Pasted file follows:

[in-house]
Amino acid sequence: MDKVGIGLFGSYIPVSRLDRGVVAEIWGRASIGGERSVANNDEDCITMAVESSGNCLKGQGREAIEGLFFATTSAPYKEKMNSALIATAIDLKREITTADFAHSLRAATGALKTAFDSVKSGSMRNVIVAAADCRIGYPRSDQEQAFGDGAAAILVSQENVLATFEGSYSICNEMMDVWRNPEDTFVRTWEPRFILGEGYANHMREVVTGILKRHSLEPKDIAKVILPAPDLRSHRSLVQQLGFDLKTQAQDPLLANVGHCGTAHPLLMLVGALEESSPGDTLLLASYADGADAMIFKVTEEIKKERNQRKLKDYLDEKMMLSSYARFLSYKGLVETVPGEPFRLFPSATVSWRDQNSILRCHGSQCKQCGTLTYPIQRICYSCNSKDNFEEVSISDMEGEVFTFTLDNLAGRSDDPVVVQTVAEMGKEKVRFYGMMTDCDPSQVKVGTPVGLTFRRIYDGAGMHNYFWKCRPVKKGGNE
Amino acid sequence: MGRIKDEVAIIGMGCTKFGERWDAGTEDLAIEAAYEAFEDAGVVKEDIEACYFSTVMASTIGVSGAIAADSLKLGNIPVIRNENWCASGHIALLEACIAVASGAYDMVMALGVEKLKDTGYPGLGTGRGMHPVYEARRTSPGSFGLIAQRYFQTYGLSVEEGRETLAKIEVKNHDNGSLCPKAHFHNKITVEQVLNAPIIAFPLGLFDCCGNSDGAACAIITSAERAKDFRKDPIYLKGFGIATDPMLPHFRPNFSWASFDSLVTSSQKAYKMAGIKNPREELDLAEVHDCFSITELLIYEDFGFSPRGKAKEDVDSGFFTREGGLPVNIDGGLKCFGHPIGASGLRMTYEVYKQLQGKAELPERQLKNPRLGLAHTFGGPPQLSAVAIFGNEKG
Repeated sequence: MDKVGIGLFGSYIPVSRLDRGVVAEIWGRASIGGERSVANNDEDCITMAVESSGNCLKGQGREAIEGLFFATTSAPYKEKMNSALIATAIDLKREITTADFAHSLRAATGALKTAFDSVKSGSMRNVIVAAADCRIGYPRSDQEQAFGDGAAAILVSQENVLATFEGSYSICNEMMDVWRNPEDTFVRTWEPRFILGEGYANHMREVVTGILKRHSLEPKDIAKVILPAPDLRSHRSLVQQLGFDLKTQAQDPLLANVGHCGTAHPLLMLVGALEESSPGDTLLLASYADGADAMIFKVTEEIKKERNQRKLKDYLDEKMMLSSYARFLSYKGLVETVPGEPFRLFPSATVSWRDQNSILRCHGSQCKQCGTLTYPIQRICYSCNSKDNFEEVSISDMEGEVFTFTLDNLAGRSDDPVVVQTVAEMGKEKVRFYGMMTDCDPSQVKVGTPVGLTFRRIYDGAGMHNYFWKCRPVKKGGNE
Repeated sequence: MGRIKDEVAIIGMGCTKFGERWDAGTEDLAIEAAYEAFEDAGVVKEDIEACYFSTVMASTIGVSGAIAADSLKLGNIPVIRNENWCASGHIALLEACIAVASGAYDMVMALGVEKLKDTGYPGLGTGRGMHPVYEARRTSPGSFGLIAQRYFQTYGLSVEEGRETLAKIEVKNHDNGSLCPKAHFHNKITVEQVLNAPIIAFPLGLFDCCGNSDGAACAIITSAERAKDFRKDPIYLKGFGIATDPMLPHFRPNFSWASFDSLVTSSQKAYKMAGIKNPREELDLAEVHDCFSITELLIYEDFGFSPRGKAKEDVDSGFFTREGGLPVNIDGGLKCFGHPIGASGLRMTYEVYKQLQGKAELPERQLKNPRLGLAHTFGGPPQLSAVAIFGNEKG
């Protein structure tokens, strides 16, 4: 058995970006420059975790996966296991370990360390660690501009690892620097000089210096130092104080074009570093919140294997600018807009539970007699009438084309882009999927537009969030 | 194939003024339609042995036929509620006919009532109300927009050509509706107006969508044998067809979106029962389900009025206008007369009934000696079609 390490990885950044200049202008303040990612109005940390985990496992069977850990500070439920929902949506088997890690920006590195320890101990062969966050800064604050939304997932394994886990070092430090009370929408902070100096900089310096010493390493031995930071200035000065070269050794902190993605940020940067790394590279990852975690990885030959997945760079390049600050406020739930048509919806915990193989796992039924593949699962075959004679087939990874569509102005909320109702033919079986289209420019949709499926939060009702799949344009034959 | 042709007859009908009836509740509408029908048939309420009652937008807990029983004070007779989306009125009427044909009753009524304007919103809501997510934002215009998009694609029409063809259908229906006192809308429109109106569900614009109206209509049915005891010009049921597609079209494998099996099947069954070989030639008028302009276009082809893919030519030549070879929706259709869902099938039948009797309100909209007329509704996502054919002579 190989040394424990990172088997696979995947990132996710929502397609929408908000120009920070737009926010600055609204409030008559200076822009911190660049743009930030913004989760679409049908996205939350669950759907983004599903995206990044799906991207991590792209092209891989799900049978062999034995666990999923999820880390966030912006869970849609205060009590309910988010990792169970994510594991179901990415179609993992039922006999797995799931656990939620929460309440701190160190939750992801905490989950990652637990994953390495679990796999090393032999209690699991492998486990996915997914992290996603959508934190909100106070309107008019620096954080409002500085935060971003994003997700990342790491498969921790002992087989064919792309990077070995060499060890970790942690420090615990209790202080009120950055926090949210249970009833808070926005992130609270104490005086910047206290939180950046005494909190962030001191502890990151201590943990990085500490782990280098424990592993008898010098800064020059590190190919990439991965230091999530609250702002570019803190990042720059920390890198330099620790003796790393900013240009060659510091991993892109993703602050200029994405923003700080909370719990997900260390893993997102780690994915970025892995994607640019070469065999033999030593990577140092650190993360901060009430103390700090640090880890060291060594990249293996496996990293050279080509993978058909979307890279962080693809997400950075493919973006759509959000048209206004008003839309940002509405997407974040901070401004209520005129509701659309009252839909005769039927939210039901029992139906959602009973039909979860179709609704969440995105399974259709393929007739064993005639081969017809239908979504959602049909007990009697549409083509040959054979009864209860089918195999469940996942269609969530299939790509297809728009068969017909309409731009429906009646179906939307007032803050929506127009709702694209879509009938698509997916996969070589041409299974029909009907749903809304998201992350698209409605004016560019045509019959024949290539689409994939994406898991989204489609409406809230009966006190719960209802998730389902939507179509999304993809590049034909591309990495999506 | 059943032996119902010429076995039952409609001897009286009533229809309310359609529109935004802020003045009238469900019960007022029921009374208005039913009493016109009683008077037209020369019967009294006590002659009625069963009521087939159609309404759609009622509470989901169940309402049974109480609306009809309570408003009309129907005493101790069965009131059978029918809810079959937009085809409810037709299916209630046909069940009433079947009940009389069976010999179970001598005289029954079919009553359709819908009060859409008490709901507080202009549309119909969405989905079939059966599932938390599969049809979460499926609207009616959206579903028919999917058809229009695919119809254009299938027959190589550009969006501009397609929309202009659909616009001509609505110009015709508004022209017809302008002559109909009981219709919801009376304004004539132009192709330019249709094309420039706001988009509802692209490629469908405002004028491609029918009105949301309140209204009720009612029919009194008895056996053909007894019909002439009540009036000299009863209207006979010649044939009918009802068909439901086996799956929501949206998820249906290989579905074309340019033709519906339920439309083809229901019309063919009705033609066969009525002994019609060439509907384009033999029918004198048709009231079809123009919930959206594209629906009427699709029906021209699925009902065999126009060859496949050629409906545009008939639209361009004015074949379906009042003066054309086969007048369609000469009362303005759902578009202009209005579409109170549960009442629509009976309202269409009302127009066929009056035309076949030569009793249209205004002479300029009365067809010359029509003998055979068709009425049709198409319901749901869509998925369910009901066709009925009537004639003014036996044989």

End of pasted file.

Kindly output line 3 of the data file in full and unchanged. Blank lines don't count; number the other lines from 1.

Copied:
Amino acid sequence: MGRIKDEVAIIGMGCTKFGERWDAGTEDLAIEAAYEAFEDAGVVKEDIEACYFSTVMASTIGVSGAIAADSLKLGNIPVIRNENWCASGHIALLEACIAVASGAYDMVMALGVEKLKDTGYPGLGTGRGMHPVYEARRTSPGSFGLIAQRYFQTYGLSVEEGRETLAKIEVKNHDNGSLCPKAHFHNKITVEQVLNAPIIAFPLGLFDCCGNSDGAACAIITSAERAKDFRKDPIYLKGFGIATDPMLPHFRPNFSWASFDSLVTSSQKAYKMAGIKNPREELDLAEVHDCFSITELLIYEDFGFSPRGKAKEDVDSGFFTREGGLPVNIDGGLKCFGHPIGASGLRMTYEVYKQLQGKAELPERQLKNPRLGLAHTFGGPPQLSAVAIFGNEKG